Wednesday, June 24, 2009
Which thought should I follow?
Suddenly, a flurry of thoughts, all begging to be written down, after almost a month of quiet. . .where do I begin?
Do I begin with my journey home tonight from sitting in meditation after a week of intense quiet, punctuated by the sounds of frogs, wind, rain (and more rain), one movie, cars whooshing by on the wet road, the click click click of my cat's paws on the wood floor, the intense need for quiet, more quiet, fear of the loss of the quiet when Dick returned home. . .and then, as I sat for nearly 15 minutes waiting for a cool cup of iced decaf, I heard the sound of AC/DC from the truck behind me and thought, "that sounds good."
I turned the radio on to the same station. Cranked it. Cranked it more. Cranked it until my body was vibrating. I slapped my hand against the side of my car as I waited in the queue for that cup of coffee, and I noticed the guy behind me was slapping his hand against the side of his truck. He blinked his lights. I looked in my mirror and saw a truck full of smiling people (which brings to mind the last time I really saw the people in a vehicle behind me, giving me the finger, all of them). In that moment, everything was perfect. I was glad the person in front of me had some sort of trouble with his order. I would never have turned on the Mountain of Pure Rock. My need for quiet was too deep.
And then it was gone, that need. The next song up was David Bowie's "Major Tom" (is that the right name?) and I sang along at the top of my lungs, laughing at my mockery of Bowie's accent and my always-there wish to sing fantastically; HA! The next song was something awful, I don't remember what, and I fished out my iPod. This was fun! My body was vibrating. I remembered how it felt when I was at the Kripalu Center, years ago, doing yoga one late evening in an empty room, while listening to Nine Inch Nails and Soundgarden. I didn't think anyone was around. The next day, the director of the school mentioned to me that she believed I was the first person she'd ever seen or heard of doing yoga to "that" type of music. Then she smiled - she loved every minute of it.
I think I hear Enya sighing.
So, after Bowie was over and that smaltzy ballad came on, I listened to Black Hole Sun and then some White Stripes, and then Closer by Nine Inch Nails. . .ended with Purple Rain, sitting in my driveway, singing falsetto along with Prince, smiling from ear to ear. That there's a perfect song. I don't care what your tastes are. Listen to it sometime, loud, closely. Let your body feel it. Prince is a genius.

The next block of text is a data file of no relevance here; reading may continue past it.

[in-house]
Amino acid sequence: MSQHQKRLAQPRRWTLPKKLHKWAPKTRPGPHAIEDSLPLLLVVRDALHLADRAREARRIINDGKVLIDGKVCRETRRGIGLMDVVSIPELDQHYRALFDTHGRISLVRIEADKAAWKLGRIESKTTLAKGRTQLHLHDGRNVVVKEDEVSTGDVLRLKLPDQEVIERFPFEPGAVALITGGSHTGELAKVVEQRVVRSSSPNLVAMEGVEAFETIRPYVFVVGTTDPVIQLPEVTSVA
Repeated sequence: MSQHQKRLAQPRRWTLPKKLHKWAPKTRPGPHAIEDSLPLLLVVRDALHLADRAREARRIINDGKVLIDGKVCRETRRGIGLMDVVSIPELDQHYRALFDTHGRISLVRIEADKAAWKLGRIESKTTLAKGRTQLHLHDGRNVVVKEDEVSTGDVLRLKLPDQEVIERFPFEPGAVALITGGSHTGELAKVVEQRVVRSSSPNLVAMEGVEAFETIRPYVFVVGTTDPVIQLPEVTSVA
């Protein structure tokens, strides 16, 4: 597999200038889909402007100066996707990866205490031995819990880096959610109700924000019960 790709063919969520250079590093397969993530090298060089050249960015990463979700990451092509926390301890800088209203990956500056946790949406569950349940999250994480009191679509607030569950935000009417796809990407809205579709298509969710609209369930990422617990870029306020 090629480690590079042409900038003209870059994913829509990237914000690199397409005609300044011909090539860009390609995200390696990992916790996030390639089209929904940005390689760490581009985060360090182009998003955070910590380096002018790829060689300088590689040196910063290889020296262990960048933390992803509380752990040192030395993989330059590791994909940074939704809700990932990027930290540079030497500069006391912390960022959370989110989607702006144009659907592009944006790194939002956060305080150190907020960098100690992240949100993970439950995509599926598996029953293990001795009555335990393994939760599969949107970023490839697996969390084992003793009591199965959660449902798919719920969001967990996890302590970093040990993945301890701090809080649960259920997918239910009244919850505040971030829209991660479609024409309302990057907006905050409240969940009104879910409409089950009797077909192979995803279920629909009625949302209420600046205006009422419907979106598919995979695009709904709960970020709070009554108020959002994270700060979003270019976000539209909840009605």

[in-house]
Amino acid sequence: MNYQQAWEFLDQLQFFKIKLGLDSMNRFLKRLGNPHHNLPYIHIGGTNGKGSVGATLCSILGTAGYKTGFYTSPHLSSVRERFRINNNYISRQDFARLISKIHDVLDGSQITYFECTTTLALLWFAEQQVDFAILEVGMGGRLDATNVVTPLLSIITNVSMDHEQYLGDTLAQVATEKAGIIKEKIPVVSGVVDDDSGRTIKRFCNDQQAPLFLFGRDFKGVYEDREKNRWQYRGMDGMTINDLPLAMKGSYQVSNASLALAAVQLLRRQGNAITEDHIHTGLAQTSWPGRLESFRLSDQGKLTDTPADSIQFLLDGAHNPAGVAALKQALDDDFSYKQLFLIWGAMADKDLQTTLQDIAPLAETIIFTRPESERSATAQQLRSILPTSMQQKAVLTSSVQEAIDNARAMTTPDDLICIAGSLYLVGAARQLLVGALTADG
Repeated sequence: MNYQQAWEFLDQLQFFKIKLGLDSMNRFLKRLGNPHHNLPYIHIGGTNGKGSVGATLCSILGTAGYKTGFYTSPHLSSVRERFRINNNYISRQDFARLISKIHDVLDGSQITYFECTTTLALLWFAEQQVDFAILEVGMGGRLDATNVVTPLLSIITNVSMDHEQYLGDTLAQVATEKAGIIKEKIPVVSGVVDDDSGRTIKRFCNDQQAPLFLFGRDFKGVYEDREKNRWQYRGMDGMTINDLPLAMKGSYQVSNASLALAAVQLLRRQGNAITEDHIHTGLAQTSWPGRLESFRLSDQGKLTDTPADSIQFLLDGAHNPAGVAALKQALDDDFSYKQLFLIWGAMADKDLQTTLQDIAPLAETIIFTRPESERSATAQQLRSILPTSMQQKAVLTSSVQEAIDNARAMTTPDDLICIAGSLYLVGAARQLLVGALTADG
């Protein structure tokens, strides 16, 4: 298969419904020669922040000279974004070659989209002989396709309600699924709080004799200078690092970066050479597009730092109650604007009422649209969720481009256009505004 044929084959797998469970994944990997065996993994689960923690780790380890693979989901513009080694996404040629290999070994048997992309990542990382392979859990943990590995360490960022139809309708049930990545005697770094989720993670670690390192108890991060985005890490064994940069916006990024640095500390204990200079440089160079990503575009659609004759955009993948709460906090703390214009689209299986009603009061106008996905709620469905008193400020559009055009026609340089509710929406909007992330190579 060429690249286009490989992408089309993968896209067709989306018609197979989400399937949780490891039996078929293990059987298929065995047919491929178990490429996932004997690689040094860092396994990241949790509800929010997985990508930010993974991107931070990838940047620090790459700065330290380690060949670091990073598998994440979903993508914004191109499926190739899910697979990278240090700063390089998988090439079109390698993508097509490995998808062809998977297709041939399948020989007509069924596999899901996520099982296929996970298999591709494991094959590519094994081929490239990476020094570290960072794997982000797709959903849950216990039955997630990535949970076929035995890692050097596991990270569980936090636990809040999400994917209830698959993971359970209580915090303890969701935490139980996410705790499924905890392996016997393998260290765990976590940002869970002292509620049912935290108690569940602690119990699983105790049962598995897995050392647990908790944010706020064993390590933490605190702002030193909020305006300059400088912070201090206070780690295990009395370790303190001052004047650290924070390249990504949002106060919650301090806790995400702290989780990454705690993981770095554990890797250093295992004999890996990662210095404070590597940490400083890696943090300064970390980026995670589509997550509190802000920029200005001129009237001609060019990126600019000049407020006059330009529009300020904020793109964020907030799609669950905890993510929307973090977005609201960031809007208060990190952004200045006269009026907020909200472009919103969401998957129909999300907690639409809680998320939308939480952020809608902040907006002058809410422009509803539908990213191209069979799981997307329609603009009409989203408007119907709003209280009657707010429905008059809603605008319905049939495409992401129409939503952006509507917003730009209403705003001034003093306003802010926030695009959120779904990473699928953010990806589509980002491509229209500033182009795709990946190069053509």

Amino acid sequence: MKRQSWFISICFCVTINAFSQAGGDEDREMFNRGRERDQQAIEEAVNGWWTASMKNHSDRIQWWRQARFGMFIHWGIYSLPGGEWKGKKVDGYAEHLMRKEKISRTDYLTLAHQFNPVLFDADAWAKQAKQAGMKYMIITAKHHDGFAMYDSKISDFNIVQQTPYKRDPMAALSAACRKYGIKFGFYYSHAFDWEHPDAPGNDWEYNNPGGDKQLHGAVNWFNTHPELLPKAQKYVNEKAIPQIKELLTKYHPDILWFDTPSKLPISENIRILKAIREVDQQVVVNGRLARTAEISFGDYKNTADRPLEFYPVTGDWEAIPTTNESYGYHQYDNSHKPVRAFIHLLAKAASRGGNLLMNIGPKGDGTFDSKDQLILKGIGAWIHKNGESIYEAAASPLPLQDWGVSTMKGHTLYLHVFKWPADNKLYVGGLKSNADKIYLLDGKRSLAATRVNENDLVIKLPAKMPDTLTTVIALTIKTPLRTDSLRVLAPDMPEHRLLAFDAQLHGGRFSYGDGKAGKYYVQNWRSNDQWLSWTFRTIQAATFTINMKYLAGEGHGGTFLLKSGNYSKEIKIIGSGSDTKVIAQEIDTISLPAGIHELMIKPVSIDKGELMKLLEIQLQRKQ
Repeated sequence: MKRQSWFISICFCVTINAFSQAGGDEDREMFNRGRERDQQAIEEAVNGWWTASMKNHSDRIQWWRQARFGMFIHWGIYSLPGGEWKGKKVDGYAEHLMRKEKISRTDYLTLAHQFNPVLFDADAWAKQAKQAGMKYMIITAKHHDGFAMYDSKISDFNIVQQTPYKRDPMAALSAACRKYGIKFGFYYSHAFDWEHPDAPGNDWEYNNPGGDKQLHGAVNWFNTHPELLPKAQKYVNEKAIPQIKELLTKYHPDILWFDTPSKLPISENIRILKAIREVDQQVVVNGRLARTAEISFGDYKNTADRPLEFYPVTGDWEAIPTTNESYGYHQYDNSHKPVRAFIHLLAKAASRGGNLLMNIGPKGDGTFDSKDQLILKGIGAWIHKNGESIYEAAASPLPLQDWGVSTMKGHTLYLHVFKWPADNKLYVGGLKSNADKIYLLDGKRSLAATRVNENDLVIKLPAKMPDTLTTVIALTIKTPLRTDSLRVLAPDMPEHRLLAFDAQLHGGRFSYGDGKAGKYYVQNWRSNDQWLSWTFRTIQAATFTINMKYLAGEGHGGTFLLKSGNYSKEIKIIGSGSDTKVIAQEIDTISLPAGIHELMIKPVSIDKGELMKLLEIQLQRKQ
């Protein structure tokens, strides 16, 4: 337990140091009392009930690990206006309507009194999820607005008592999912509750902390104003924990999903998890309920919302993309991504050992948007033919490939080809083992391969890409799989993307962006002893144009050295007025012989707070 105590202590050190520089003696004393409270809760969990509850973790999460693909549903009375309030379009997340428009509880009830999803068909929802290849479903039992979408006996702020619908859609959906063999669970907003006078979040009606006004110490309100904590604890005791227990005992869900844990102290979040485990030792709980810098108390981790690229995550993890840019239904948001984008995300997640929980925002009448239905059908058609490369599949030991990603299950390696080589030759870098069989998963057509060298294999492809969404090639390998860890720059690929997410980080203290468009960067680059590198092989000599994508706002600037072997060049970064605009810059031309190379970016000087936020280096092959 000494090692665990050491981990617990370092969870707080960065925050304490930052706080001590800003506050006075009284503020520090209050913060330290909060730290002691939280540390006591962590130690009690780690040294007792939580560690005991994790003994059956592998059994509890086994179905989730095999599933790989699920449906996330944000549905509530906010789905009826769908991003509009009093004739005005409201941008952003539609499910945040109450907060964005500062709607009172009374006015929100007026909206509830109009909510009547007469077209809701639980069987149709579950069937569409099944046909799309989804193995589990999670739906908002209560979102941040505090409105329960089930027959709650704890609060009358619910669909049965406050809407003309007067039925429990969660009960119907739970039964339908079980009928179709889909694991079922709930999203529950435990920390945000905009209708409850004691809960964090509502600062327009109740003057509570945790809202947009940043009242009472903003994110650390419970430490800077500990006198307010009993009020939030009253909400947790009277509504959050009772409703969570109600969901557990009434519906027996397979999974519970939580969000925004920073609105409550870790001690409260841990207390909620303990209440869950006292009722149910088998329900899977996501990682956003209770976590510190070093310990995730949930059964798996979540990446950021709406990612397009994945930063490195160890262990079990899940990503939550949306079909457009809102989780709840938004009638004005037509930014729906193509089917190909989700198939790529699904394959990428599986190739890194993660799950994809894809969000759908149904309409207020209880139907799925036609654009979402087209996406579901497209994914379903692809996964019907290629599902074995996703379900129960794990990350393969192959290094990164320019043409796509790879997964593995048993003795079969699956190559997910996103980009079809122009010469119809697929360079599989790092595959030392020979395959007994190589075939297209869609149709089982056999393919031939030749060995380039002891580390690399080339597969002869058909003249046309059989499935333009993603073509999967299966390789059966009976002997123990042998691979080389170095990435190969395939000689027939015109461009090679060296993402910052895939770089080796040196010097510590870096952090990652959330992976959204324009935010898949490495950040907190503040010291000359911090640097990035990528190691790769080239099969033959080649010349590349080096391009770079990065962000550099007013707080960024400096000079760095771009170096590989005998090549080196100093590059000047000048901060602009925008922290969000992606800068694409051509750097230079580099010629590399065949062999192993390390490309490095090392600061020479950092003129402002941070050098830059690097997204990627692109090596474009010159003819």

Just my opinion, mind you.
My ears are ringing now, and y'know what? It feels good. I feel fine. I want to dance, to sing, to scream out loud, to move. . .but Dick's asleep and the house is quiet, as is the road at 10:32p.m. on a Wednesday night. I'm still moving inside myself, feeling my body, feeling it in a good way, which I haven't felt in a long time. I feel great. No. I feel good. My hands are tingling. I was pumping the air with my fists. Ah, what they say is true: music soothes the savage soul (or is it beast?) Doesn't matter. Not a whit.
Oh, man, I've been asleep to the feeling of being alive in this body for too long. Pain does that to a person. They say exercise is a good antidote, but it's hard to remember when you don't feel like moving. Turn the music on! Then try to sit still. Just try.
I can't do it.
I could go on and on and there's thoughts about yesterday's post that I'd like to address, to answer what a commenter write about, to expand on it. . .oh, there's so much I'd like to say right now, but I'll stop here, I'll stop. . .I mean it. These words are tumbling out (and I'm letting them), tumbling out in a rush of blah blah blah and I figure I'd let you all see that, show you what the inside of my mind is like freed completely. And now, I'll take a breath and stop. Good night.
Photo note: A very 80's Prince.
Addendum: This past Saturday was my mother's birthday. My mother died in 1984. The week she passed away, the movie "Purple Rain" had just come out in theaters. The day after my mother died, I had to visit a lawyer to discuss technical matters, and after I did, on a beautiful sun shining high in the sky August day, I stepped into the cool dark of a movie theater to watch Purple Rain. I had loved Prince since I first saw him on the BET channel when I checked myself into a motel after trudging through a record-breaking snowstorm in Trenton, New Jersey, thinking I might die of exposure (which was possible). I have no idea if Purple Rain was a decent movie or not. Of course, I loved the music, but the film? Beats me. I sat in the theater, weeping for my mother. No one noticed, or if they did, I did not notice them noticing me. I wept and wept until there were no tears left. It took me years not to cry when I heard the song "Purple Rain", and tonight, sitting in the car, on the same kind of sultry summer night that my mother died, it felt more than wonderful to be smiling so freely and enjoying the song without any hint of sadness. Now, there are just memories, not all good, but that's okay, for that's life. I wonder if my Mom ever listened to Prince. I have no idea.
Addendum II: Go here to see a grainy video of Prince, live, performing a fairly stripped down version of Purple Rain. Why isn't he cited more often as being the amazing guitarist that he is?